St. Colman’s Cathedral, Cobh
“Priest as Cultural Shock Absorber”
It is much longer than I care to remember since I heard Fr. David Power, O.M.I. use the
image of the shock absorber to help understand the role of the priests in modern society. At
the time we thought it funny because the Italian for shock absorber is “ammortizzatore” we
could almost feel the shock in the word itself!
Times passing has revealed how appropriate a description of the experience of priests over
the recent decade and decades that has been. We need not dwell on describing the details
because have felt and experienced the shocks and indeed continue to do so. When we heard
the invitation of the Lord “to come and see” we responded over time with a sure yes while
knowing it would not be all sweet and light and so it has proved. And we know that without
the shadows we would know no light or hope.
Gathering in the Spring of 2022 history will record that the world is learning to live with
Covid 19 having experienced the death of millions and the sickness of an innumerable more.
It has had an impact on so many levels and will continue to do so. It pales before the
outbreak of war in the Ukraine which rages as we speak inflicting death and destruction on a
truly shocking scale. We, at this point cannot envisage its consequences for the world. It is
simply too soon.
It has placed Climate Change on a back burner, so to speak, and pardon the pun.
Taken together an air of anxiety prevails due to new uncertainties.
With these levels of shock there is a lot of absorbing to be done at a human and spiritual level
because all national and international upheavals touch the lives of the ordinary citizen.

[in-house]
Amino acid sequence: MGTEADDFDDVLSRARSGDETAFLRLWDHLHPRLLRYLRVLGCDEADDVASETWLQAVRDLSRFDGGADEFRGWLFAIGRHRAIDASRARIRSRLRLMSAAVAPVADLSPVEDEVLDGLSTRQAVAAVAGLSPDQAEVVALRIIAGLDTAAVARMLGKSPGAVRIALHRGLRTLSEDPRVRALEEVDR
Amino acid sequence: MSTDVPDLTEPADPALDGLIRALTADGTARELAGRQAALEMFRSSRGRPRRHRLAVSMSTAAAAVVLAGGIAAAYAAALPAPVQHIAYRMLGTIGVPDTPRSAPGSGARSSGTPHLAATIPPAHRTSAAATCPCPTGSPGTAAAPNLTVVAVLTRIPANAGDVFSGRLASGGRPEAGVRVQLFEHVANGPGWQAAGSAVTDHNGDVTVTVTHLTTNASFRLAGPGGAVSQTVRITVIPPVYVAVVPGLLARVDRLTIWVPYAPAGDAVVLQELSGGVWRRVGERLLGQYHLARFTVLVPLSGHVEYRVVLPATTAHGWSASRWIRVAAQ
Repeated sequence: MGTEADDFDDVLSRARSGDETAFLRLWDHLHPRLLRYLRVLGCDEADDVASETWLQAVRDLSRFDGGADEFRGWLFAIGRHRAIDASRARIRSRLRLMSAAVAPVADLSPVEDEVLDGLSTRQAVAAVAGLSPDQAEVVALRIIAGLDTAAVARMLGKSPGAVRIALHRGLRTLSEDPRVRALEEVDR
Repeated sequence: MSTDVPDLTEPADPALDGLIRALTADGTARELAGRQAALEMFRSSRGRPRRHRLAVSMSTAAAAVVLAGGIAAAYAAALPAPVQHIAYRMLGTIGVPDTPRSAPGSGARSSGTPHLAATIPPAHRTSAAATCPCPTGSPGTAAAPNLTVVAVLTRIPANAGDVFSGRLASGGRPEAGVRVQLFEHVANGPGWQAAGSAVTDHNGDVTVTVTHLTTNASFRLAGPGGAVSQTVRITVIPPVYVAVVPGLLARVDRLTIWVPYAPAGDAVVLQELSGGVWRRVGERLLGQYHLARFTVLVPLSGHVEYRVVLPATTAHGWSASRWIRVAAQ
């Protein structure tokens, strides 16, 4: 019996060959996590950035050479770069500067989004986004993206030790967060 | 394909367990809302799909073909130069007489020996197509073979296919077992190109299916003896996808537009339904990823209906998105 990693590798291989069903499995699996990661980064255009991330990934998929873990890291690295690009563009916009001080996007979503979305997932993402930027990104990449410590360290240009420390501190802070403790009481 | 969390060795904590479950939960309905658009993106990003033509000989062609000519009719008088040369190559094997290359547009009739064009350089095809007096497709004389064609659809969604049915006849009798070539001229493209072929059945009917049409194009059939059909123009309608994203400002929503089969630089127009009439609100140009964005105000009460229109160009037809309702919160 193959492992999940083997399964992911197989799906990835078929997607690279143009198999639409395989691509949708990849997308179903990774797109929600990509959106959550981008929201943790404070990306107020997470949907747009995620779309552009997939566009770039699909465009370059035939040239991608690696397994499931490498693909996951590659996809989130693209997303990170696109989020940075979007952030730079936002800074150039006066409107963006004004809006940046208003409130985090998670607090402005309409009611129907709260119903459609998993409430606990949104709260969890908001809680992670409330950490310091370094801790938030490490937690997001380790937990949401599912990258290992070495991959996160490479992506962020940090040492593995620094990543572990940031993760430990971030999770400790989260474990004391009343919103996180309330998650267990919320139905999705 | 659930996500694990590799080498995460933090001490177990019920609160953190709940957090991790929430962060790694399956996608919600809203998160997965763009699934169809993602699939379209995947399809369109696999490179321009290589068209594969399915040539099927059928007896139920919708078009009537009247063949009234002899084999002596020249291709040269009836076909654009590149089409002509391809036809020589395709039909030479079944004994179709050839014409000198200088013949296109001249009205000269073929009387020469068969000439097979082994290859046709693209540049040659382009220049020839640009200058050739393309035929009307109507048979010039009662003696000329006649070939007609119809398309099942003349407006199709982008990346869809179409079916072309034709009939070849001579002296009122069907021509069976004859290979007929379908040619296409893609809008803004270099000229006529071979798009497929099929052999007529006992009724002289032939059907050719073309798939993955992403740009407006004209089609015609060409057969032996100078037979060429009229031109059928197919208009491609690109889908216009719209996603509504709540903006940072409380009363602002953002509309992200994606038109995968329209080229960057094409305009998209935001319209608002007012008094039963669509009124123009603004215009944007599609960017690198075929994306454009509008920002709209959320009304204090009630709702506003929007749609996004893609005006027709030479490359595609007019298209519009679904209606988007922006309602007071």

That is not to speak yet of the issues being processed within the life of the Church and how
the Church as believers in Christ interact with and contribute to meeting these global
challenges. For all of us people, religious and priests, these circumstances are the “refiners
fire” through which we are purified in intention, purpose and living.
I have a great sense of gratitude to God for all who are serving people through these turbulent
times. Priests and people have worked tirelessly to enable people to gather in faith and
prayer through Covid 19. Teachers, parents and pupils ensured schools could carry on.
Frontline women and men in health and public services have left us in awe at their resilience
and generosity. People who say religion and faith is dead are mistaken, this is and has been
faith in action.
Since we last met, Pope Francis, has set the Church worldwide on a Synodal Pathway. It is
an invitation to communities to gather in a more collegial and conversational way with view
leadership in dioceses, parishes and religious communities. After a long period of anything a
natural fatigue sets in. So, this call to a Synodal Pathway can easily feel like Peter and his
fishermen companions being asked to cast out the net again having fished all night and
caught nothing. They did so because Jesus asked them. Those entrusted with the work of the
Synodal Pathway are deeply conscious of this “ask” of priests with lots of pastoral
responsibility. Cardinal Mario Grech – Secretary General of the Synod of Bishops and
Archbishop Lazzaro You Heung sik – Prefect of the Congregation for Clergy have written a
special letter to priests about the Synodal Pathway and their role in it. Might I quote, their
quote from the Preparatory Document.
“We recall that the purpose of the Synod, is not to produce documents, but to plant dreams,
draw forth prophecies and visions, allow hope to flourish, inspire trust, bind up wounds,
weave together relationships, awaken a dawn of hope, learn from one another and create a
bright resourcefulness that will enlighten minds, warm hearts, give strength to our hands”.
It is indeed a call to cast out the net again despite the fact that much of our fishing seems a
Priests alone cannot do it, but with our people, together we can be midwives for the birth of
new life in the Church in your place.
For all of us it will be a challenge. Our bearlike embrace of serving only our own need can
so easily rob us of the abundance of life that comes from sharing each other’s burdens.